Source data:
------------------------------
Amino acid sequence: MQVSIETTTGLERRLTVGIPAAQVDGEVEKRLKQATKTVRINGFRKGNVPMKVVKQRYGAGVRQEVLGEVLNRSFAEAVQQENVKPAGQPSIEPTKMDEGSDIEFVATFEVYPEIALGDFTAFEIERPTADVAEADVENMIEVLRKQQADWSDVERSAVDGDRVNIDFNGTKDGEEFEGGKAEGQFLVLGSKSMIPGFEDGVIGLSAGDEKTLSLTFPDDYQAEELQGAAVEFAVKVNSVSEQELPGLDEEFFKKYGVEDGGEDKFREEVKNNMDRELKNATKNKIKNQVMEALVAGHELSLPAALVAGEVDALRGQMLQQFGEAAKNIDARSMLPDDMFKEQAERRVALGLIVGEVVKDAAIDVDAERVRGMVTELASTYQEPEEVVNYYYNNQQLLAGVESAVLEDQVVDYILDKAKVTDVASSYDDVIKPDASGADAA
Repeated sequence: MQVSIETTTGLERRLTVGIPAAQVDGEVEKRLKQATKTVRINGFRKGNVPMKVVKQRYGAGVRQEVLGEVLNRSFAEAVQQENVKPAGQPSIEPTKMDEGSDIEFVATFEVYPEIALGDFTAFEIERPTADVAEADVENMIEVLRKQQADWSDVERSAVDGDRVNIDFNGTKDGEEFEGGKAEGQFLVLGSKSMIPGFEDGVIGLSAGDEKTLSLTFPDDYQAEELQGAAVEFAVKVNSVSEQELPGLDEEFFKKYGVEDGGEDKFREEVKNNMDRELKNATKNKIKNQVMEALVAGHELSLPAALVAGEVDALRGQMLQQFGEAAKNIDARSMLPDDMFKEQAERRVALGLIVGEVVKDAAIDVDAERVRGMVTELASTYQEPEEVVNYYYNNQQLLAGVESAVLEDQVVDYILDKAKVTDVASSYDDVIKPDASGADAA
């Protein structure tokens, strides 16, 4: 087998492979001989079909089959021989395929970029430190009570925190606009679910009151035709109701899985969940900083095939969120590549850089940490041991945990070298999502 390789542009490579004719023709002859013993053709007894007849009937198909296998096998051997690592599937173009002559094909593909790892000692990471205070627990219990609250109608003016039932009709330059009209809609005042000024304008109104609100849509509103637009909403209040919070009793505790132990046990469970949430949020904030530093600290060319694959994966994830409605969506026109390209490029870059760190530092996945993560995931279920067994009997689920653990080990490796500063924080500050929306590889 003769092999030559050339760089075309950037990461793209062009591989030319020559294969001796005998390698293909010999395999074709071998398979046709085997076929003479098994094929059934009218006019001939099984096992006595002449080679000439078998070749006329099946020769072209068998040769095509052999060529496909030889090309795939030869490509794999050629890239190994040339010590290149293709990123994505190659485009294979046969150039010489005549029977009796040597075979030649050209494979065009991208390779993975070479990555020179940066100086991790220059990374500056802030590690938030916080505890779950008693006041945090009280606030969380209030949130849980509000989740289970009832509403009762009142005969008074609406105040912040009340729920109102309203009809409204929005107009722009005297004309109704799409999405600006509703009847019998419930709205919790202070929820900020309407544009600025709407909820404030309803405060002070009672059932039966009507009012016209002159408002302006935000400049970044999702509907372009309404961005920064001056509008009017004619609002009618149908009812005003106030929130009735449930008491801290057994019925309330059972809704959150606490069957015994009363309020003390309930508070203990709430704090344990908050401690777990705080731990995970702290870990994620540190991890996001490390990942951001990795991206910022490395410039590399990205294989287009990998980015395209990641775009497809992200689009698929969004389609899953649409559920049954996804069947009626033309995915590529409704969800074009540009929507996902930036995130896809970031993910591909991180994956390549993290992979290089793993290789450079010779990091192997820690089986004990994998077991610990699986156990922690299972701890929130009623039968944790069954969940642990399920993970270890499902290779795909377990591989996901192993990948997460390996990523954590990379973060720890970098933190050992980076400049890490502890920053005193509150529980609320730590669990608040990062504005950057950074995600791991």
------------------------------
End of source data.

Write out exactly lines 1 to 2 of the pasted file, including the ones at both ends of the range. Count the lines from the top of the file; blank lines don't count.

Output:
Amino acid sequence: MQVSIETTTGLERRLTVGIPAAQVDGEVEKRLKQATKTVRINGFRKGNVPMKVVKQRYGAGVRQEVLGEVLNRSFAEAVQQENVKPAGQPSIEPTKMDEGSDIEFVATFEVYPEIALGDFTAFEIERPTADVAEADVENMIEVLRKQQADWSDVERSAVDGDRVNIDFNGTKDGEEFEGGKAEGQFLVLGSKSMIPGFEDGVIGLSAGDEKTLSLTFPDDYQAEELQGAAVEFAVKVNSVSEQELPGLDEEFFKKYGVEDGGEDKFREEVKNNMDRELKNATKNKIKNQVMEALVAGHELSLPAALVAGEVDALRGQMLQQFGEAAKNIDARSMLPDDMFKEQAERRVALGLIVGEVVKDAAIDVDAERVRGMVTELASTYQEPEEVVNYYYNNQQLLAGVESAVLEDQVVDYILDKAKVTDVASSYDDVIKPDASGADAA
Repeated sequence: MQVSIETTTGLERRLTVGIPAAQVDGEVEKRLKQATKTVRINGFRKGNVPMKVVKQRYGAGVRQEVLGEVLNRSFAEAVQQENVKPAGQPSIEPTKMDEGSDIEFVATFEVYPEIALGDFTAFEIERPTADVAEADVENMIEVLRKQQADWSDVERSAVDGDRVNIDFNGTKDGEEFEGGKAEGQFLVLGSKSMIPGFEDGVIGLSAGDEKTLSLTFPDDYQAEELQGAAVEFAVKVNSVSEQELPGLDEEFFKKYGVEDGGEDKFREEVKNNMDRELKNATKNKIKNQVMEALVAGHELSLPAALVAGEVDALRGQMLQQFGEAAKNIDARSMLPDDMFKEQAERRVALGLIVGEVVKDAAIDVDAERVRGMVTELASTYQEPEEVVNYYYNNQQLLAGVESAVLEDQVVDYILDKAKVTDVASSYDDVIKPDASGADAA